The Moon is illuminated by light rays coming from the Sun and reflecting onto the Earth’s surface. 

    Visible light rays travel at 186,000 miles per second, meaning light needs more than one second after it’s been reflected off the Moon’s surface to travel to Earth. 

  • Photo of the moon on April 12

    A photographer shared a photo taken of the moon on April 12, just days before the pink moon.

  • Meteor shower schedule

    Meteorologist Eric Snitil shared a schedule of when the 10 biggest meteor showers of the year are set to occur.

    We’re less then 2 weeks away from the peak of the Lyrid meteor shower (a relatively minor shower). Here are the 10 biggest meteor showers to see in 2022, including which ones will actually be worth your time…

    — Eric Snitil (@EricSnitilWx) April 9, 2022

  • Shining a light

    Stars generate their own light, but planets and moons do not.

    Planets and moons shine by reflecting a portion of the sunlight they receive back into space.

    The brightness of the planet depends on its distance from the sun, the size of the planet, and the position of the planet and Earth.

  • Picking a stargazing app

    Stargazing apps for Android and iPhone include: SkyView Lite, Star Tracker, and Star Walk 2.

    Some apps are free but a lot of them charge, so it all depends if you want to put up with advertisements or pay to get rid of them while you’re trying to behold the sky.

    It’s advisable to read the reviews of an app and look at how many people have rated it before deciding to download.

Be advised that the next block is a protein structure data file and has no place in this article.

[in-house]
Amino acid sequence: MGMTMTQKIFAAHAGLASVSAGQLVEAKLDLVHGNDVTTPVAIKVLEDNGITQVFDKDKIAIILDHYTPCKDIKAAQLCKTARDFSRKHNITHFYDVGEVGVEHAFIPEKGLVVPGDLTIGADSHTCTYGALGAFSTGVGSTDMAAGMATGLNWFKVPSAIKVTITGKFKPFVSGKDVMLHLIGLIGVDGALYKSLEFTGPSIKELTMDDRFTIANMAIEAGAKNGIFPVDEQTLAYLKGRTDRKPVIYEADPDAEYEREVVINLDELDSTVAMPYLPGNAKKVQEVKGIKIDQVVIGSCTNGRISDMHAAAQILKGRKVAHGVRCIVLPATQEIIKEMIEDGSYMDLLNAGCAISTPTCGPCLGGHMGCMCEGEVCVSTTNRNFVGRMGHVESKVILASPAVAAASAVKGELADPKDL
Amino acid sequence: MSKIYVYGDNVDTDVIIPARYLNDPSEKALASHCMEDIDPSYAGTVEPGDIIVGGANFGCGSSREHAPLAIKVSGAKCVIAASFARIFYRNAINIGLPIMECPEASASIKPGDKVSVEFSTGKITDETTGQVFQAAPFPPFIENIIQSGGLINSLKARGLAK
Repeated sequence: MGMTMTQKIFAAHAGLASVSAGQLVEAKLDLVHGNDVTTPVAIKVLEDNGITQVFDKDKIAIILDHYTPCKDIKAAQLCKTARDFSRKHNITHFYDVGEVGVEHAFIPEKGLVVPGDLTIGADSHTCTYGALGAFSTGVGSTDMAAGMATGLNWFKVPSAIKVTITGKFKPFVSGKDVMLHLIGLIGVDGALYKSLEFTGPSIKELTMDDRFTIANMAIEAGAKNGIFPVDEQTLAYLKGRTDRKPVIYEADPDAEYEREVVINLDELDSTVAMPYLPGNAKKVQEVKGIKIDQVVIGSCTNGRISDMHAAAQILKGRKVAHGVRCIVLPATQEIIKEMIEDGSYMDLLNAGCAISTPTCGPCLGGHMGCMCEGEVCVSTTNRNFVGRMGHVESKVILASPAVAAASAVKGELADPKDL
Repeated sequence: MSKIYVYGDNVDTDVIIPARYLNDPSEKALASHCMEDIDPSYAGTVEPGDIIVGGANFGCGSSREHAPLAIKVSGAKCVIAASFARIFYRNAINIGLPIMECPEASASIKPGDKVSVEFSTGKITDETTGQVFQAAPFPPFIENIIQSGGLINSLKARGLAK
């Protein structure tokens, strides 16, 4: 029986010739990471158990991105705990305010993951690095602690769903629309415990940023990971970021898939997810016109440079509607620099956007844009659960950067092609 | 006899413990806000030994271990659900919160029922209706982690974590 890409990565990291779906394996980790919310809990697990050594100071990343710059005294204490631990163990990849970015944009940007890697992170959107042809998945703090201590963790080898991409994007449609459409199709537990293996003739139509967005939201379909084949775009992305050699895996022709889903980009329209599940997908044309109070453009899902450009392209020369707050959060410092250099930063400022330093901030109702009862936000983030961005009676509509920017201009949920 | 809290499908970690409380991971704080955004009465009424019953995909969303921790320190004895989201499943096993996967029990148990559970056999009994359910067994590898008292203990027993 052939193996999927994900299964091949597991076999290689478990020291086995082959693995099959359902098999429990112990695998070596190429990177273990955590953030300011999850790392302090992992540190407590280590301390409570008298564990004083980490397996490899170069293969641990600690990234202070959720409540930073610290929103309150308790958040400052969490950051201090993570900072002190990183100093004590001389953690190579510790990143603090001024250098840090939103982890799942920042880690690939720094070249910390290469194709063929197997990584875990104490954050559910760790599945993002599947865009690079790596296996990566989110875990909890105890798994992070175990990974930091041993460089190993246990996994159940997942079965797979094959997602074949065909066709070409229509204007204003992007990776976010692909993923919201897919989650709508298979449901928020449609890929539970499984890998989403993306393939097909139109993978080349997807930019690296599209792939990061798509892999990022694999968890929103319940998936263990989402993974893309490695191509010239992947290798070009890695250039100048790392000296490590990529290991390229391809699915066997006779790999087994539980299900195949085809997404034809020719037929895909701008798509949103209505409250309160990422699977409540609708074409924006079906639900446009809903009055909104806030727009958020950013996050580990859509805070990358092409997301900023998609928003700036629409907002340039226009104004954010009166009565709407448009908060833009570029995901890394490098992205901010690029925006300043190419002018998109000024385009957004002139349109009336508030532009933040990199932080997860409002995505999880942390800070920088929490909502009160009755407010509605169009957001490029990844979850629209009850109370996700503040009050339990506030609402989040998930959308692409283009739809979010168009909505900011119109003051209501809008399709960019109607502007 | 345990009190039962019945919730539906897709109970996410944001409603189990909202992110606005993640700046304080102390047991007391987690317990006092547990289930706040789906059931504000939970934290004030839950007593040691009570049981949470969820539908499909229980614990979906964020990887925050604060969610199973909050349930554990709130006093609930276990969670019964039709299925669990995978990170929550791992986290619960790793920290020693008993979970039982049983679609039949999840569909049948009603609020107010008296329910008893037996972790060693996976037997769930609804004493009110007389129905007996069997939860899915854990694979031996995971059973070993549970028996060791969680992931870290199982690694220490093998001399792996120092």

• What’s the best moon phase for stargazing?

    According to, it depends on what you want to do.

    Some individuals like seeing the moon change shape in our sky as it waxes and wanes.

    At certain times of the month, the moon appears near brilliant stars and planets, which some people appreciate.

  • Relationship between planets and stars, continued

    Stars all differ from each other, as do galaxies, and indeed planets, so we can’t just multiply information about our own galaxy or solar system.

    Planets may be gaseous or rocky, boiling or frozen, and may orbit close to their star or billions of miles out.

  • Relationship between planets and stars

    For several reasons, astronomers work on the assumption that one planet exists for every star, though in reality some stars will have no orbiting planets and others many.

    There are at least 400 billion stars in our own galaxy, so trillions in the entire universe.

  • What is the significance of a full moon? continued

    “Spiritually speaking, that opposition — between yin and yang, light and dark — makes for a potent time for surrender and a heightened sense of emotionality. As such, full moons are synonymous with closure and endings; of cycles, habits, relationships.”

    Because the full moon phase is when the moon is at its most powerful, it is important to take the time to release negative energy and focus on your manifestations.